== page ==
- Distorts the context of terror by claiming that “…what is viewed as violence is different for the Palestinians and Israelis. The violence referred to by the Israelis, and their ally, is insurgent violence, which is the result of the systemic violence that has plagued the Palestinian people for many years at the hand of their occupier.”
- In a 2014 presentation at a conference sponsored by the United Methodist Church, Mr. Zoughbi—a member of the Mennonite Central Committee—claimed that “the issue is not Hamas- Israel is against the Palestinian people.” He strictly refers to the 2014 Gaza War as an “attack” and not a war, claiming that it “began with the story of the three disappearing children,” completely ignoring Hamas’s role in the kidnapping and murder of three Israeli teenagers.
- When asked if he would criticize the Palestinian media’s portrayal of Israelis, Zoughbi responded that he could not think of any instances.
- Director Zoughbi Zoughbi has called for BDS, stating, “The world needs to be liberated from this guilty feeling that Israel has tried to instill in them and the world should be helping Israel shed its victim identity through BDS. And BDS is getting a very positive response, particularly from the Westerners. There is a growing movement among institutions, often religious or ideological, that are calling for divestment and academic, economic, and sports-related boycott. This is part of our struggle to achieve restorative justice, as BDS aims to address the problems rather than avenge them. With BDS, no one is taking an offensive approach and stating that we want to destroy Israel. Also the Palestinians must stop working in the settlements or on any project that belongs to the oppressive Israeli occupation, even if they must work out of necessity.”
- Zoughbi has also defended supporting BDS, stating, “We are not trying to bring Israel to its knees, but to its senses.”
- On May 18, 2018, Wi’am posted a letter in “solidarity with the Palestinians on Nakba Day” that calls for “joining the Boycott, Divestments and Sanctions (BDS) movement…” The letter also refers to “how Israel carried out a mass ethnic cleansing that led to the establishment of Israel…We see how the ethnic cleansing continues as Israel confiscates more land; build more settlements, carries out massacres and ethnic cleansing.”
- In March 2016, Wi’am signed the “Call for Worldwide Women’s Endorsement of BDS” calling upon “women and feminists of the world, as well as women’s organizations and collectives, to endorse the BDS Call issued by Palestinian civil society in 2005 and join to the BDS movement to support our struggle for freedom, justice and equality” (emphasis added).
- In February 2016, Maysa Hajjaj, Women Coordinator at Wi’am, was a signatory on a call of Palestinian Feminists in Palestine and Diaspora declaring support in “stand[ing] with the struggle of the indigenous/native Palestinians against the colonial apparatuses used by the Israeli occupation regime.” According to the call, “our duty is to engage in this struggle, in accordance with our respective circumstances, and to encourage international solidarity movements, the most effective of which is the Boycott, Divestment and Sanctions (BDS) movement” (emphasis added).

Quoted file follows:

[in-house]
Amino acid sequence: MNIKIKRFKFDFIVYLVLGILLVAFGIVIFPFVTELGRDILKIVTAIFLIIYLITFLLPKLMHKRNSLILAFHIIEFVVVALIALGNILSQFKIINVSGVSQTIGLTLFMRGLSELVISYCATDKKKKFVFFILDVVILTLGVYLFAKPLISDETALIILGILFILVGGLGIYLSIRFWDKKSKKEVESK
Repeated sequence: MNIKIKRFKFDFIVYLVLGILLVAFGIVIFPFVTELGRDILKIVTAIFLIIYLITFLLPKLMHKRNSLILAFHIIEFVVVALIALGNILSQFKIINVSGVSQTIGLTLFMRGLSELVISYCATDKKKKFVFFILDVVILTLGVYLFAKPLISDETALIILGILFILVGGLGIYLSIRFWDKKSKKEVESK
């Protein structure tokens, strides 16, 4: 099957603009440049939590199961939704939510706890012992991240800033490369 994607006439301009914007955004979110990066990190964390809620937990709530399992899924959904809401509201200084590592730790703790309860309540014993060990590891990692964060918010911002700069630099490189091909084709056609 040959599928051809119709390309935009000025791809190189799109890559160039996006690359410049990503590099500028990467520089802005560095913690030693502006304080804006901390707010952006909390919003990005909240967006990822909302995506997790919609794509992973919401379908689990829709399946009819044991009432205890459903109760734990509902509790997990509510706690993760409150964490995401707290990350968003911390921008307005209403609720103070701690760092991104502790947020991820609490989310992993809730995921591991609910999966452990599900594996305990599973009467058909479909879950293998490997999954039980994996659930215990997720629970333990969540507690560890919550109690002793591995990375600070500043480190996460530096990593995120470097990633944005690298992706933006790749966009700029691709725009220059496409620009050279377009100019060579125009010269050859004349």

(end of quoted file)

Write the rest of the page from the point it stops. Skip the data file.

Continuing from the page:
- In November 2015, Wi’am posted an International Solidarity Movement “urgent alert” on Facebook calling on civil society worldwide to “support the above demands and do all they can to pressure the Israeli government…including joining the Boycott, Divestment, and Sanctions (BDS) movement.”
- On October 20, 2014, posted about a meeting Wi’am Centre hosted in cooperation with the Palestinian Foreign Ministry on its Facebook page. According to the post, the meeting concluded with a number of recommendations, including “boycotting Israeli products and enhancing the BDS movement.”
- On February 10, 2014, Wi’am posted an article by Hanan Ashrawi titled “The Boycott Is Our Palestinian Non-violent Resistance.”
- On February 2, 2014, posted a “Popular Struggle Coordination Committee Press Release,” which states “Based on our support of the Boycott, Divestment and Sanctions Movement (BDS) we call upon our friends and international solidarity groups to stand with the demands of the Palestinian people and boycott all Israeli companies including Israeli factories and companies that work in the Jordan Valley and profit from Palestinian natural resources.”
- Wi’am’s 2011 “Christmas Message” states, “Your calls to adopt BDS are a blessed message of nonviolence, resisting the ugly violence of the Occupation to bring the occupiers to their senses. Christ is always struggling for restorative, not punitive Justice. Therefore we, as followers of Christ and the children of the Holy Land, look to redress injustice rather than avenge it” (emphasis added). This statement was also included in its 2010 Christmas Message.
- Wi’am works with Amos Trust, CAFOD, Catholic Relief Services (CRS), Church of Canada, Church of Sweden, DanChurchAid, EAPPI, Euro-Med, International Fellowship of Reconciliation, Kairos Palestine, National Coalition of Christian Organizations in Palestine, United Methodist Church, Women Waging Peace, World Council of Churches, and World Vision.